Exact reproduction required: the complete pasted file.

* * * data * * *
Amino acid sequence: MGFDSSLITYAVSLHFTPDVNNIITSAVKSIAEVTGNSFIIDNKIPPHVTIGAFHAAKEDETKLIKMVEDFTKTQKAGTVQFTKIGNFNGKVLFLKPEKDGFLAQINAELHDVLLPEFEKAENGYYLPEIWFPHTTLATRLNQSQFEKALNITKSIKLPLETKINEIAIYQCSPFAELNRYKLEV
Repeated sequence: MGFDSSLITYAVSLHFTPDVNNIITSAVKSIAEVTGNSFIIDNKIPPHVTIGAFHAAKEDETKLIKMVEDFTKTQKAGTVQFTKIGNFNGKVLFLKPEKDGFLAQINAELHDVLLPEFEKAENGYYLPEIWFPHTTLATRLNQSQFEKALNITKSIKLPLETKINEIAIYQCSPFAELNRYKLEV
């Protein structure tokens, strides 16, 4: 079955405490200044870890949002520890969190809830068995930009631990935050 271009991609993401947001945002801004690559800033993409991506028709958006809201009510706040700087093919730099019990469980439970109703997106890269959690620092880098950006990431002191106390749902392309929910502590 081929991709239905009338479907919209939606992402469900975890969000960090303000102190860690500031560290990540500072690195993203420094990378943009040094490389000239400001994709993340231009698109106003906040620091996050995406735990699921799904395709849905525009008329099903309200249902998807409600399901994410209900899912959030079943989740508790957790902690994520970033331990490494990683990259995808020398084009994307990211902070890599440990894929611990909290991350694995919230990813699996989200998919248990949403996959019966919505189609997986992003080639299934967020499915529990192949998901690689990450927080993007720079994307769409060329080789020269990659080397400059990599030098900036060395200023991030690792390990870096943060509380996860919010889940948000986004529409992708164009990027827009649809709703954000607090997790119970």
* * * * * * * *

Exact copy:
Amino acid sequence: MGFDSSLITYAVSLHFTPDVNNIITSAVKSIAEVTGNSFIIDNKIPPHVTIGAFHAAKEDETKLIKMVEDFTKTQKAGTVQFTKIGNFNGKVLFLKPEKDGFLAQINAELHDVLLPEFEKAENGYYLPEIWFPHTTLATRLNQSQFEKALNITKSIKLPLETKINEIAIYQCSPFAELNRYKLEV
Repeated sequence: MGFDSSLITYAVSLHFTPDVNNIITSAVKSIAEVTGNSFIIDNKIPPHVTIGAFHAAKEDETKLIKMVEDFTKTQKAGTVQFTKIGNFNGKVLFLKPEKDGFLAQINAELHDVLLPEFEKAENGYYLPEIWFPHTTLATRLNQSQFEKALNITKSIKLPLETKINEIAIYQCSPFAELNRYKLEV
């Protein structure tokens, strides 16, 4: 079955405490200044870890949002520890969190809830068995930009631990935050 271009991609993401947001945002801004690559800033993409991506028709958006809201009510706040700087093919730099019990469980439970109703997106890269959690620092880098950006990431002191106390749902392309929910502590 081929991709239905009338479907919209939606992402469900975890969000960090303000102190860690500031560290990540500072690195993203420094990378943009040094490389000239400001994709993340231009698109106003906040620091996050995406735990699921799904395709849905525009008329099903309200249902998807409600399901994410209900899912959030079943989740508790957790902690994520970033331990490494990683990259995808020398084009994307990211902070890599440990894929611990909290991350694995919230990813699996989200998919248990949403996959019966919505189609997986992003080639299934967020499915529990192949998901690689990450927080993007720079994307769409060329080789020269990659080397400059990599030098900036060395200023991030690792390990870096943060509380996860919010889940948000986004529409992708164009990027827009649809709703954000607090997790119970």